As digital marketers, we’re taught to always be testing. A/B test images, copy, headlines, and so on. Testing images on Facebook can be an interesting process. Often, we find clients might have used a ton of different creatives with different copy variations without a clear result of what is working and what is not.
Here are some tips on how we A/B test Facebook ad creatives to determine what works best and what doesn’t.
When testing creatives in campaigns, it’s helpful to stick to general themes. One test we might start off with is lifestyle images vs product shots, to see if one or the other tends to resonate better with the audience.
Once we determine if one performs better, we’ll create more iterations based on that to test.
Future themes we might consider testing next: a combination of lifestyle and product, illustrations, text vs no text, animated vs still, video vs image, and so on.
In order to properly isolate and test our creative variables, we keep the same headline, body copy, and description the same. We ensure all of the creatives remain the same across each ad group in the campaign.
If we have GIF or video assets available, we can test these at the same time with the images and keep the copy the same. Down the line we can see if images or video performs better overall, then tweak the copy or theme on the video/image to begin the next round of testing.
The important thing to remember here is that we want to launch all of the creatives at the same time.
There’s also the option of using Facebook’s A/B Test Tool. With this, users can choose to test different variables against each other, such as images, audiences or placement.
If implemented, the budget will be split evenly between the two variables.
Structured ad names are essential to staying organized in testing.
For Facebook ads, we follow the naming convention of “Media Type_Creative_Headline_Body-Copy_Description.” For example, an ad name may look like this: “Image_Lifestyle-5_headline1_text4_desc1.” When we pull the metrics, it’s much easier to tell what media type and combination of copy we’re evaluating.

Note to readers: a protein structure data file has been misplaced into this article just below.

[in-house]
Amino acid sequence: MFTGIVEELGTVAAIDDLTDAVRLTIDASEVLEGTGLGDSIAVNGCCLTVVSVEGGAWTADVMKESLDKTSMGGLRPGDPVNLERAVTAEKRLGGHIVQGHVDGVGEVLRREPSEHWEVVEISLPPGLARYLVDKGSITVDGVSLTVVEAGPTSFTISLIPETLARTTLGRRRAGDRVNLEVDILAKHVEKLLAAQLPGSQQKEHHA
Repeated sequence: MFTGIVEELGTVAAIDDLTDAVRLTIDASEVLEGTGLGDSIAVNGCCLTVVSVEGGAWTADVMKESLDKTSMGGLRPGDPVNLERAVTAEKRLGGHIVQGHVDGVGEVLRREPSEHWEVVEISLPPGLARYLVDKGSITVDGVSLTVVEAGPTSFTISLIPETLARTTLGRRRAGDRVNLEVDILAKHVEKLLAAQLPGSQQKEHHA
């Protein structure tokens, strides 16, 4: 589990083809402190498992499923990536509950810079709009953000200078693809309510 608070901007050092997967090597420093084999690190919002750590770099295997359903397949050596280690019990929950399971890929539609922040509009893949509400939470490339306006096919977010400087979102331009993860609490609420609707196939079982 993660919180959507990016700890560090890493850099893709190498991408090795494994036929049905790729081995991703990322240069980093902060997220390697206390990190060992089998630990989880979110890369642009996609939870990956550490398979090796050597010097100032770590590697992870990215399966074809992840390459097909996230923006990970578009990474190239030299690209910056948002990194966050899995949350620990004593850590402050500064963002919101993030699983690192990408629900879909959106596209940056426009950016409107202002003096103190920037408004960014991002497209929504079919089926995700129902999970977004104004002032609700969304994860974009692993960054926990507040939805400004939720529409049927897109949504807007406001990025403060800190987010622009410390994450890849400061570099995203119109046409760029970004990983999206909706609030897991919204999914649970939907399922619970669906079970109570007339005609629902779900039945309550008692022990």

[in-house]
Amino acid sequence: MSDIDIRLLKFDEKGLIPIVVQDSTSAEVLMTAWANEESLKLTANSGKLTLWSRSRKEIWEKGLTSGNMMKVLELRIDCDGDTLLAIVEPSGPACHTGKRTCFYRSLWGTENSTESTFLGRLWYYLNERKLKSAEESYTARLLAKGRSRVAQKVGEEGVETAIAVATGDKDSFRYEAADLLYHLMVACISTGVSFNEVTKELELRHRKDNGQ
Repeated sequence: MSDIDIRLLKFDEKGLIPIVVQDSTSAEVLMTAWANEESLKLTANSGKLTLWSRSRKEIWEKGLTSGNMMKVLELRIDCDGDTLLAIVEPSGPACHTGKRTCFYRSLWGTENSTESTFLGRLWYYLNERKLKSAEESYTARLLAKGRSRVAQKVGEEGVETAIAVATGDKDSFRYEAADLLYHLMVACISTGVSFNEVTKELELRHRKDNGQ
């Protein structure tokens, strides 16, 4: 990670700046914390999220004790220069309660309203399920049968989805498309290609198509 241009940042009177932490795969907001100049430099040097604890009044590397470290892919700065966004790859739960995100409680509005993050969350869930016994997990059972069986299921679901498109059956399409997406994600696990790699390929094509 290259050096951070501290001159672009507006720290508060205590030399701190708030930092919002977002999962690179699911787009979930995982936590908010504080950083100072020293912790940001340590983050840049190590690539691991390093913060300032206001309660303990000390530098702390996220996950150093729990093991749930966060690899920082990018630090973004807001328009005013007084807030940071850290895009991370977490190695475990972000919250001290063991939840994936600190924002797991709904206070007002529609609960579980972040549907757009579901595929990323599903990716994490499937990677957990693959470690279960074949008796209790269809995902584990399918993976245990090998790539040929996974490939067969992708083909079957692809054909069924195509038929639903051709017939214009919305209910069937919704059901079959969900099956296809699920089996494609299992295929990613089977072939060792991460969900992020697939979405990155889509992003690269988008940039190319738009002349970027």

Some additional tips:
If there are multiple images that are similar, at more detail to the name, or assign numbers to each image.
Create a library of copy variations in a Google sheet as a key for quick reference, and to keep track of which ones have been used.
Once the ads have gone live, make sure to check back in that the ads are delivering and running properly. It’s important not to make any unnecessary changes once it’s live, as we want to let it run for a few days so Facebook’s algorithm can learn and normalize before you collect data.
Sometimes Facebook will favor the spend toward a specific ad too early before the other ads get a good chance to deliver. If that happens, you can pause those ones for a few days to force spend on the other ads.
Once those ads have spent enough, we can determine which had the best performance. A good rule-of-thumb is to let it spend at least 2-3x the benchmark CPA before making any decisions.
There are plenty of metrics to review once all of the ads have had a similar amount of spend.
These are the initial metrics we evaluate: cost-per-acquisition (CPA), click-through-rate (CTR), and cost-per-click (CPC).
Cost-per-acquisition is the most important factor. If an ad has spent 2-3x the amount of the benchmark CPA for Facebook without bringing in any conversions, it’s fair to say that ad wasn’t successful for that particular campaign or ad set.